Christian and Sarah were an innocent and rather traditional couple, who could have solved their problems if they had simply been more assertive. Sarah running away from her problems to Scotland was supposed to be gutsy, but standing up to her parents, speaking up for herself, and letting them know that she didn’t want to marry the guy they had chosen for her, instead of avoiding the argument, would have shown more guts.
The story was interesting but not exceptional. Christian and Sarah spent a few days alone in a cottage in lust at first sight, because Sarah had gotten lost in Scotland and ended up in Christian’s cottage instead of her father’s. They got to know each other and became friends, but their conversations and activities weren’t very exciting. Christian was very impressed that she knew how to cook; aristocratic ladies aren’t supposed to cook because they have servants. Christian and Sarah played chess and found out they had so much in common they had even named their horses Oberon.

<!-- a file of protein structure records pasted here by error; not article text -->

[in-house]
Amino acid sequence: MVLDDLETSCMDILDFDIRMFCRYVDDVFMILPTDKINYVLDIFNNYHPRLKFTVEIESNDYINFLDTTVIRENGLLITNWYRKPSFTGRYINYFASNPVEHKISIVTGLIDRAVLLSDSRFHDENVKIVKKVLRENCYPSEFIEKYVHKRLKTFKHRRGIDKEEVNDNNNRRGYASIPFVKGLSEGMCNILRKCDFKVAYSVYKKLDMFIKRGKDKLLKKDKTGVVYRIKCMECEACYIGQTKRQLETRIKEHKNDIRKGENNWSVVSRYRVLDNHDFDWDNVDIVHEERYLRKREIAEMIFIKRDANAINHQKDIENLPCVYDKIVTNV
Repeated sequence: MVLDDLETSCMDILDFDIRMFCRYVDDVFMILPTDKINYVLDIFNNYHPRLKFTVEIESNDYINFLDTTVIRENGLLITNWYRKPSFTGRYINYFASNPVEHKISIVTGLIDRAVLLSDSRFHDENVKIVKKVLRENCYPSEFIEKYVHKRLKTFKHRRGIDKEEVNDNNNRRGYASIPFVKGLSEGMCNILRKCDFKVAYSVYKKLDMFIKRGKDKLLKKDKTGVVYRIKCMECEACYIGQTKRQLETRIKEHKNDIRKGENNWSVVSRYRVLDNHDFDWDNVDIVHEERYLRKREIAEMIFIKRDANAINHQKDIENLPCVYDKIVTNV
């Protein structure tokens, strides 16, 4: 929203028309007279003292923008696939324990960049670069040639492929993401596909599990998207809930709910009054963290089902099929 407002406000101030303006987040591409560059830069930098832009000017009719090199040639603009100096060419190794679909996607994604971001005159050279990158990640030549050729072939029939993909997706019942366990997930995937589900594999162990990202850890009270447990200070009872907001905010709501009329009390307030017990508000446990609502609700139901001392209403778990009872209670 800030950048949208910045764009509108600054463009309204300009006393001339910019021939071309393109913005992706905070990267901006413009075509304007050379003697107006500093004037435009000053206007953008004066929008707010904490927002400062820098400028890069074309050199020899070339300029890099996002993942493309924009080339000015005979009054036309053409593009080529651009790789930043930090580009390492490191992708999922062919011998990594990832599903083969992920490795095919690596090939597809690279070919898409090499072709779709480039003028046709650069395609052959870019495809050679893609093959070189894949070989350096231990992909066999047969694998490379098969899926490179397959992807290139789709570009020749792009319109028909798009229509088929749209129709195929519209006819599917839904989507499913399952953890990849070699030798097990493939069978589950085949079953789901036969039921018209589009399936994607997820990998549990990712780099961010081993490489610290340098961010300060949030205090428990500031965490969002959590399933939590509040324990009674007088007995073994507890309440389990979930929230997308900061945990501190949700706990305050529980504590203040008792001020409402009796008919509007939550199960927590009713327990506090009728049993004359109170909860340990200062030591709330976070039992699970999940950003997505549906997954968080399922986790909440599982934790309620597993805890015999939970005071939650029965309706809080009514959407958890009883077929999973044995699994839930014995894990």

When Sarah decides to return to London, Christian offers to have his friends help her avoid scandal. In exchange, Sarah offers to help him transform into the most sought after bachelor in the ton. Lucy, Cass, and Jane make cameo appearances as matchmaking conspirators, but are largely ineffective because nothing adventurous happens. It takes some time for Christian to be assertive, and I still don’t quite understand why it was so hard for him to know his feelings. The resolution to the conflict was rather anticlimactic, too easy, and caused the characters unnecessary anxiety. If Sarah had told the truth from the beginning, her problem would have been fixed much earlier.
I wanted to know what happened in the end, but how it all happened wasn’t very exciting. I skimmed all of the sex scenes and the second half of the novel. I wanted to like this book more, but I can’t say I loved the prose or the characters. This book wasn’t as fun and funny as previous books in the series, and it didn’t make me feel the kinds of emotions I want from a romance novel.
*ARC received from NetGalley in exchange for an honest review.